Mr. Eiichi Sugiura of Eiichi Sugiura Architect & Associates provided the architectural design for the project and Shizuoka City-based Goko Construction Co., Ltd. served as the general contractor. The client began the project by selecting Mr. Sugiura as the project architect because Mr. Sugiura's work on other upscale residential projects impressed the clients greatly. Mr. Sugiura requested our help on the project for the space that would be used as the piano practice room and concert space.
In the role of Acoustical Consultant, we identified the following sound isolation and room acoustics goals for the project:
- Prevent the transfer of sound from the piano practice room to the upper level living spaces and from the piano practice room to neighboring homes;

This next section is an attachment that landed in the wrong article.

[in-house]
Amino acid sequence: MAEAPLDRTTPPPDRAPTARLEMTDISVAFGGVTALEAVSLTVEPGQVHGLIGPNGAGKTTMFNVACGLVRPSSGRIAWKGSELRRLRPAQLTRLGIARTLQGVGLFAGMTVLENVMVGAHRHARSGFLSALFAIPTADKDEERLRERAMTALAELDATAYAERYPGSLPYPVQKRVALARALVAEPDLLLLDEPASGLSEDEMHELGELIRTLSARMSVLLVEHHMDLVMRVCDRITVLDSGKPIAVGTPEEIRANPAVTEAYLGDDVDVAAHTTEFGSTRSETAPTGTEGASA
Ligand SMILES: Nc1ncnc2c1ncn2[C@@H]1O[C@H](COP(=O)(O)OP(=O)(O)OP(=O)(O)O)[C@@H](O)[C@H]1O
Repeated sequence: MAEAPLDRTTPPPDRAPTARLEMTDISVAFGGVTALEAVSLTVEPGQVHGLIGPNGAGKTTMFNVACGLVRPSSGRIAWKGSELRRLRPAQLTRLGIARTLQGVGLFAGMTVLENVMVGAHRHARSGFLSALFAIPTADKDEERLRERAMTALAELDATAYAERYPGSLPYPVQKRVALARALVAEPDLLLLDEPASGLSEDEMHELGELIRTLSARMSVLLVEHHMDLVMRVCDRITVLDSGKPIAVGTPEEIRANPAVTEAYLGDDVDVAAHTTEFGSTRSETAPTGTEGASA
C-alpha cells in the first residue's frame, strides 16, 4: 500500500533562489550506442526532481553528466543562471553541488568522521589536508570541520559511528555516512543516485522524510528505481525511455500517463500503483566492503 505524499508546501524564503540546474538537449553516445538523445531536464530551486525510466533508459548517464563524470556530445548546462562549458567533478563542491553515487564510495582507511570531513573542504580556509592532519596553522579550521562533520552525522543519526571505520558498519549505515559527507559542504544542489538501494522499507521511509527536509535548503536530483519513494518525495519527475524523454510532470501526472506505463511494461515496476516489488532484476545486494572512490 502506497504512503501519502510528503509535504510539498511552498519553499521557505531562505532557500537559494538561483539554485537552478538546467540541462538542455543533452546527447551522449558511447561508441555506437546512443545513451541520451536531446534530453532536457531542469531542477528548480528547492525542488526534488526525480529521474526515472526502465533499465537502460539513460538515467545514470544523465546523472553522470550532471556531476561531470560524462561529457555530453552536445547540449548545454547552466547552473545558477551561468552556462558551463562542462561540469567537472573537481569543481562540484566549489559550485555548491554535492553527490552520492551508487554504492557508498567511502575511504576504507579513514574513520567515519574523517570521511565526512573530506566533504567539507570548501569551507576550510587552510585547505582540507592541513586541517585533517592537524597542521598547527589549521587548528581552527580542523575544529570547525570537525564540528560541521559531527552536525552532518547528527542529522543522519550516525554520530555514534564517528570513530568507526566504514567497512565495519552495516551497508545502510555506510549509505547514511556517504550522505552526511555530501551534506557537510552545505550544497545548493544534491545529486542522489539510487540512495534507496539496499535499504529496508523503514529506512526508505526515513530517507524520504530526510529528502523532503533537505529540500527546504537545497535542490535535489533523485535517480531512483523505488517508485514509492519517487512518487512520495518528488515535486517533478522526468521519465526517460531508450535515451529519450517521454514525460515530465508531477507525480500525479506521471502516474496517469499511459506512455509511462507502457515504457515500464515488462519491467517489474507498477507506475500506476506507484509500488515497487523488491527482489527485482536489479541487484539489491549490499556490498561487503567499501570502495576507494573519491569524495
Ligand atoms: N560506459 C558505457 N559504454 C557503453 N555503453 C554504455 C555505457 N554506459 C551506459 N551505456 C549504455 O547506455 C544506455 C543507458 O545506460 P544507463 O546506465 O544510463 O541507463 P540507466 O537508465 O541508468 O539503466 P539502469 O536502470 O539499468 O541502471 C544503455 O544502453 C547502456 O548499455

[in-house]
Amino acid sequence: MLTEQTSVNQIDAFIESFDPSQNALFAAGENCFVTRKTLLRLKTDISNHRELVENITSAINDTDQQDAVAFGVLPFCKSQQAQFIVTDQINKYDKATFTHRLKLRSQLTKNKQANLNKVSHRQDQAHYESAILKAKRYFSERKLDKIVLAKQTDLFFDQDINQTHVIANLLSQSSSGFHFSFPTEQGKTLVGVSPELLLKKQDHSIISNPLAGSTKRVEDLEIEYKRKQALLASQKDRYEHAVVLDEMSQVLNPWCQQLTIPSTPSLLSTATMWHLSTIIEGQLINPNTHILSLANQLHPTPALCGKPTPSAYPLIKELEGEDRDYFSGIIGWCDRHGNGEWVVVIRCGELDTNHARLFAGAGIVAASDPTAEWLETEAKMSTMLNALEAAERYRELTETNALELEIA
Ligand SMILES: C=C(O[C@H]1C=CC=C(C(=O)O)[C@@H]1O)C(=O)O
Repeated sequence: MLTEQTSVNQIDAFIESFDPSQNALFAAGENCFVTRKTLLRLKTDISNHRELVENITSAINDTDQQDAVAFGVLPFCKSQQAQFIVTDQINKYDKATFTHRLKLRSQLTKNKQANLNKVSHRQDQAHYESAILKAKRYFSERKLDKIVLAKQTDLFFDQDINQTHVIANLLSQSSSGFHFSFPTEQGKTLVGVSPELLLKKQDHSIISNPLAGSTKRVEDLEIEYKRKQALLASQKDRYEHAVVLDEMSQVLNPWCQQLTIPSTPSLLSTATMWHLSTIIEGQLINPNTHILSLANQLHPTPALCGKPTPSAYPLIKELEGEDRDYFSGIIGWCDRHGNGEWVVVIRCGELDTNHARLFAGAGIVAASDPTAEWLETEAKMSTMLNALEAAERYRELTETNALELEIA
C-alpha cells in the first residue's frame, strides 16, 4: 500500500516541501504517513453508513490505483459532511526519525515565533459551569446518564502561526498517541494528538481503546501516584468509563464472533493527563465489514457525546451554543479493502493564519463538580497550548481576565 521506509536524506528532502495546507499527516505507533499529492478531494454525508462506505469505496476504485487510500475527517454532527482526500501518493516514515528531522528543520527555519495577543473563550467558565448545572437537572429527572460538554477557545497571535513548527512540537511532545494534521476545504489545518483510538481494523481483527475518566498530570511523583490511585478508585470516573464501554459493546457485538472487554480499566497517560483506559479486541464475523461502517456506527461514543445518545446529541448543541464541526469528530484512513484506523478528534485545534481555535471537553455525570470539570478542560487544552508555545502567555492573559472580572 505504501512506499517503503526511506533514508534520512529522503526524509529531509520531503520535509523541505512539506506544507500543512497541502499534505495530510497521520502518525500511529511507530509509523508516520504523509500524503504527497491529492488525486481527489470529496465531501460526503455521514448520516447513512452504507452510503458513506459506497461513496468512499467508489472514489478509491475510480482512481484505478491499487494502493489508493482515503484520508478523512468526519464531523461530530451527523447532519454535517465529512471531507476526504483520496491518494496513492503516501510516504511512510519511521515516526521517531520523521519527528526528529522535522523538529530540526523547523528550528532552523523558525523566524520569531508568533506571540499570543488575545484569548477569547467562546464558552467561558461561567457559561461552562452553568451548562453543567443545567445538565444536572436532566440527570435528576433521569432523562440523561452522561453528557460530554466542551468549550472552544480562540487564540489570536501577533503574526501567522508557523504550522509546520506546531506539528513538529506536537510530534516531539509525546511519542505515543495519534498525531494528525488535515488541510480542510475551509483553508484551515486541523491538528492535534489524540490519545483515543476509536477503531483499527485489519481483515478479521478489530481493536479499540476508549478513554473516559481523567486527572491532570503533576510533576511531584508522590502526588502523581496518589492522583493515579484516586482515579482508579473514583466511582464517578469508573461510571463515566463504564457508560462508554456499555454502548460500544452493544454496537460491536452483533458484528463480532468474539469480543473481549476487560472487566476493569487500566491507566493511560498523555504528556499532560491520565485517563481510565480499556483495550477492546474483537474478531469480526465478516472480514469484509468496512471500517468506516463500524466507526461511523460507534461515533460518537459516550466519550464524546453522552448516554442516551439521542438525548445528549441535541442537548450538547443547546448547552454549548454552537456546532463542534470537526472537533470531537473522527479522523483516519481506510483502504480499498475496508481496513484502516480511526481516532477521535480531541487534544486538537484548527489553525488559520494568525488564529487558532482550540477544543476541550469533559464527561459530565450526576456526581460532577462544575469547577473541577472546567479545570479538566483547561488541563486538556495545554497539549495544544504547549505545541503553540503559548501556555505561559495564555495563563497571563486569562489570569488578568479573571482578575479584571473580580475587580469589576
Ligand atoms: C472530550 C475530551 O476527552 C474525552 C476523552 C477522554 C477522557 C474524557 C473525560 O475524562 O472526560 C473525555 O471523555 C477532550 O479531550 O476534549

- Isolate the piano practice room from nearby street traffic noise and from heating and ventilation noise; and
- Create fine room acoustics, especially for the performance of piano music.
<< Sound Transfer and Sound Isolation Designs >>
Initially, to prevent the transfer of solid-borne sound from the piano practice room to the upper levels, we considered using a floating floor in the piano practice room. However, because the piano practice room is located on the ground floor, we decided instead to provide this sound isolation by increasing the thickness of the ground floor's concrete slab.
We focused on the building's heating and ventilation ducts as the most likely path for sound to leak outside the piano practice room and be audible at neighbors' homes. We both eliminated this concern and addressed the need to mitigate noise from the heating and ventilation system inside the piano practice room by installing elbow-shaped HVAC duct silencers at each air supply and exterior louver of the system.